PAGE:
Great Games – Portal

Valve has always been known for the high octane, shooter library that started with Half-Life and progressed to mods becoming standalone titles, such as Team Fortress and Counter-Strike. However, when Valve unveiled the Orange Box in 2007, it came with the addition of a genre that took the Valve fan base by storm. Portal itself was definitely an unexpected change for Valve as going from their current formula to this puzzle-platformer was unexpected. However, the way that they executed this game, it’s mechanics, and the story it follows eased the minds of long time fans and cemented Valve as a diverse game company.

Example of the game’s Portal Gun and the portals it produces.

One of the things that stands out the most about this game is of course the concept of portals to solve puzzles and navigate the levels. This was one of the more interesting ways to create level design centered around this concept and implement this into how the story fits into the Half-Life universe. The physics engine was really what got me interested when I played through this title, as the need for constant redirection of your momentum to cross gaps or even fling the player to the end of each test chamber was both fun and exhilarating. The art direction that was chosen for this game really added to that sense of isolation and hopelessness. Test chambers having stark white tiles, the various scientific equipment, and the fluorescent lighting gave the atmosphere that factor of changing a person’s mood. Whether or not these were determined by choice of color theory design or the game’s story is debatable, but it stills feels unique. The story design itself is rather short, but it is very well written. The interactions that you have with GLaDos and her ability to make you feel insignificant as you progress feels so nature and the ending gives that sense of it being earned, rather than a given outcome.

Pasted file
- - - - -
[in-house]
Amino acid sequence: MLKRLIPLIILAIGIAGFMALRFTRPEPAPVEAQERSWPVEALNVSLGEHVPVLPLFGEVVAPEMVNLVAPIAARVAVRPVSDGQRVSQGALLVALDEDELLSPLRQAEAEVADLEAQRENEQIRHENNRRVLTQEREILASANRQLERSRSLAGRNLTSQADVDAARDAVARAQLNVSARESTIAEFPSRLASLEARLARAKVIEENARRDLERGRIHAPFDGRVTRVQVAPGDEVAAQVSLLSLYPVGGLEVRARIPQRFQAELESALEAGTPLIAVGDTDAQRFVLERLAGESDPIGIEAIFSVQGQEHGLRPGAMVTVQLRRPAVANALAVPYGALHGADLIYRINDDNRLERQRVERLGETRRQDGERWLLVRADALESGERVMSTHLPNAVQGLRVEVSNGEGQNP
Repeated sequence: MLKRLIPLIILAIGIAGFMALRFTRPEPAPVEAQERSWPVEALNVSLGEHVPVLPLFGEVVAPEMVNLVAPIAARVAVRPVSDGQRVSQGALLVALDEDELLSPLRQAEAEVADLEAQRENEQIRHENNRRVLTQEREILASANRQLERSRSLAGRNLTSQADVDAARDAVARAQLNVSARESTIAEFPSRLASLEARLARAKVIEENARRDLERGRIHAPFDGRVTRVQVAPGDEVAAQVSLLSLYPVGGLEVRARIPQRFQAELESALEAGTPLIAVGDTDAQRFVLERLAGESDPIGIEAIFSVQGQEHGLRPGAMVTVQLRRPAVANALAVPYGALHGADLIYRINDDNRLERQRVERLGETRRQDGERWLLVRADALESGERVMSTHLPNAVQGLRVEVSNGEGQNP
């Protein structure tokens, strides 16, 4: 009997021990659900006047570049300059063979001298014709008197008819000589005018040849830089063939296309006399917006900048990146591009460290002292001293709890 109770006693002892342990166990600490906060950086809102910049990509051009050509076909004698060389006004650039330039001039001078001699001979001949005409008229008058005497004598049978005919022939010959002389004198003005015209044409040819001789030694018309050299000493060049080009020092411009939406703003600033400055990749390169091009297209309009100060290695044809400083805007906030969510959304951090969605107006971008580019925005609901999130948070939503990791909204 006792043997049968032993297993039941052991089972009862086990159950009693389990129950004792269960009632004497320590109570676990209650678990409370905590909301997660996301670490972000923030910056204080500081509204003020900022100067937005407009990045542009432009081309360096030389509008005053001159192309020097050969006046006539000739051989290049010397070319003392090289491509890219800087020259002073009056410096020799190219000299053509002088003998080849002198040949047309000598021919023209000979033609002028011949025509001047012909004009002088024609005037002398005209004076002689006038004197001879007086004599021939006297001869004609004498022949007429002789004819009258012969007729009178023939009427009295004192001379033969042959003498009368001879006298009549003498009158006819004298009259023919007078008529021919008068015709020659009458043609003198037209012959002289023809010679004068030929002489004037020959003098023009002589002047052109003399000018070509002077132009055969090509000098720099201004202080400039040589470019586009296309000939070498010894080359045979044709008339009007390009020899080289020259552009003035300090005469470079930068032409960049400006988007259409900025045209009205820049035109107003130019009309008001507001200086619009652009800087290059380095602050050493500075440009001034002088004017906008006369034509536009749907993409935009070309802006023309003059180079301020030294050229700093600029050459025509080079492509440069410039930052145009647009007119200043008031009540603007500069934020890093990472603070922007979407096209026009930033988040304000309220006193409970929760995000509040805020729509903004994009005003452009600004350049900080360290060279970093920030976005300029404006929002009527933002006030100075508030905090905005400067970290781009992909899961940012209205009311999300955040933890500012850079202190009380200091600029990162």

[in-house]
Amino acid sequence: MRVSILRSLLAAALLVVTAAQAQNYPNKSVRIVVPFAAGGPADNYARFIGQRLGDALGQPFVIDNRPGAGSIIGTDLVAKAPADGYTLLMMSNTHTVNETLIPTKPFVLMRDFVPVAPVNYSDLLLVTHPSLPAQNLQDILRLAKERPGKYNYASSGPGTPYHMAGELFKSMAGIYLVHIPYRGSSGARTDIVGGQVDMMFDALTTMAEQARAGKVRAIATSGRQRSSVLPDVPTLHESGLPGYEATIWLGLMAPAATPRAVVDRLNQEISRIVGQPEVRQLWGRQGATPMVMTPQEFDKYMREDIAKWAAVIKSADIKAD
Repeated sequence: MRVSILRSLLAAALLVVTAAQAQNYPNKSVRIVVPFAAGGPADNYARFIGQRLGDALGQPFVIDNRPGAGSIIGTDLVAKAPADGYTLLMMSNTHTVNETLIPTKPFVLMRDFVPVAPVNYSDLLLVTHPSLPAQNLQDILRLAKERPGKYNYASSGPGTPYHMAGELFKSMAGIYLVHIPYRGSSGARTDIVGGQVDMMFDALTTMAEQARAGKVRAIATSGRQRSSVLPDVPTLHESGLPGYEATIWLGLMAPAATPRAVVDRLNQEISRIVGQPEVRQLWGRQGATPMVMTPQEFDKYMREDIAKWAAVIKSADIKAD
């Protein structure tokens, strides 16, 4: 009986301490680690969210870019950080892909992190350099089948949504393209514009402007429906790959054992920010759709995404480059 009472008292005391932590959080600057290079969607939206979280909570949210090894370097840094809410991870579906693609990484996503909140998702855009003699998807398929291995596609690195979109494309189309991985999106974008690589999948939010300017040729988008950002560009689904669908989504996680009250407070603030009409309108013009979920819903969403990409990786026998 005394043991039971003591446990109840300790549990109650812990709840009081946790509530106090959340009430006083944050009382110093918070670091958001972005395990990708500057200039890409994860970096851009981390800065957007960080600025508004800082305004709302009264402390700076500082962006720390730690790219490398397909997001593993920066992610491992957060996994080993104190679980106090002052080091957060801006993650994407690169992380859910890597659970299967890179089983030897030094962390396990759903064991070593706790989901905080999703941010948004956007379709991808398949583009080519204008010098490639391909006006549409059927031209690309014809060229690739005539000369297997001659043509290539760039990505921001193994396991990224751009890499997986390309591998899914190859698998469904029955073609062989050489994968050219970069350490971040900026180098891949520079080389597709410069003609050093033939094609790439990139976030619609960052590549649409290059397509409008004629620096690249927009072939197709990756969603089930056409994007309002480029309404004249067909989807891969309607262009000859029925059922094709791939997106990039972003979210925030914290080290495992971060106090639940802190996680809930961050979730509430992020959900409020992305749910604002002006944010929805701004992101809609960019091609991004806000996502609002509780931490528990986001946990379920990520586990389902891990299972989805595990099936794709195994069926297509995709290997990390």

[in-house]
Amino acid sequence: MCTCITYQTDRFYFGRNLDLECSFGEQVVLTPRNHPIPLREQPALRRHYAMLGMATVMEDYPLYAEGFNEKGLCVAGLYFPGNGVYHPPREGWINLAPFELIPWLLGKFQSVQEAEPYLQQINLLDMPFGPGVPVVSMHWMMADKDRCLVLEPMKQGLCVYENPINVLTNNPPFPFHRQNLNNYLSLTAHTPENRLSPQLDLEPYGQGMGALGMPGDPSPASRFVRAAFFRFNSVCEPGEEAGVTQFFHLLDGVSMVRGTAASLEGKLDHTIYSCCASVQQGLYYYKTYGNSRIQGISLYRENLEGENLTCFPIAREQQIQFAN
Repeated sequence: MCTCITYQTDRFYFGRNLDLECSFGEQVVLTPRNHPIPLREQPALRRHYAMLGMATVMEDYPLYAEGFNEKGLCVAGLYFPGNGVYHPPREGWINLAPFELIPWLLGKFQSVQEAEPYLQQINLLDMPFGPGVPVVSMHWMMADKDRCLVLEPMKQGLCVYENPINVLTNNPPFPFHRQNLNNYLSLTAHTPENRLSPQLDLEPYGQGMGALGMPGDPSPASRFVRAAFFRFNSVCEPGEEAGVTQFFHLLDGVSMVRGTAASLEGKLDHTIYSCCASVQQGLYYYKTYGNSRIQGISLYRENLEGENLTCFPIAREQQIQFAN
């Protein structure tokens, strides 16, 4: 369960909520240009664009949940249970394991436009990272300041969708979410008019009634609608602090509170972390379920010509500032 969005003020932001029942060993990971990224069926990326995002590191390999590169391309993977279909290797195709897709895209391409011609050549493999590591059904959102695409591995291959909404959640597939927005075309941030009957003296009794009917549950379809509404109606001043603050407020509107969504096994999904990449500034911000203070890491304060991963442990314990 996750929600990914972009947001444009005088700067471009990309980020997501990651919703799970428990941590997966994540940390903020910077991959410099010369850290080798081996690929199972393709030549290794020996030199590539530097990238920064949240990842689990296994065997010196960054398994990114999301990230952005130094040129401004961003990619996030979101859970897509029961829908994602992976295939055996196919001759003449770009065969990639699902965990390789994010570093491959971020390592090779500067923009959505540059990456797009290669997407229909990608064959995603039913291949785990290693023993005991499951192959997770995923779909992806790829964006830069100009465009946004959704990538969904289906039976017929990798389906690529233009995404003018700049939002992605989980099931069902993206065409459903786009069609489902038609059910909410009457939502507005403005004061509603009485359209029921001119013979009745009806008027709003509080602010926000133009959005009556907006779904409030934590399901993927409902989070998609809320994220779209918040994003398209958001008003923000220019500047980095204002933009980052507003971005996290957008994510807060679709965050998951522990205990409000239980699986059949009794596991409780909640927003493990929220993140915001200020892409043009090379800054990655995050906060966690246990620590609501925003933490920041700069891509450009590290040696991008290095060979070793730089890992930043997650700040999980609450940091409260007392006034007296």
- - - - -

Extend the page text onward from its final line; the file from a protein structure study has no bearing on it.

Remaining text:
One of the various Test Chambers found in the game. Take note of the art design and the way it shapes the environment and atmosphere.

Portal was definitely a game that shows the length of what good game design can be and new ways of considering how to shape your levels based on game mechanics. The other thing that I must point out is how well this game has the ability to incorporate humor into the story and dialogue. Most games that try this approach end up sounding dry and forced as developers are trying to lighten the mood for players. However, the way that Portal depicts it’s humor is more in a dark sense and the way that it executes through GLaDOS makes it work well, one of the few rare examples. I give lots of credit for this game and it’s writing, which it deserves. I decided to just make this posting about this game in particular and not the series as a whole due to the impact that it had on launch for Valve and Portal 2 feels like it needs a separate posting.

Honestly, this game is definitely one to play for anyone who is studying game design and development. I played this game once for the game, but went back to study it further for my own research regarding this topic as there is much that can be learned from this game. If you ever have the opportunity to pick up a copy of this title from a game store or Steam, play this game and you won’t be disappointed, unlike so many that didn’t get that cake GLaDos promised.

The cake is a lie, unlike the design and story of this game.

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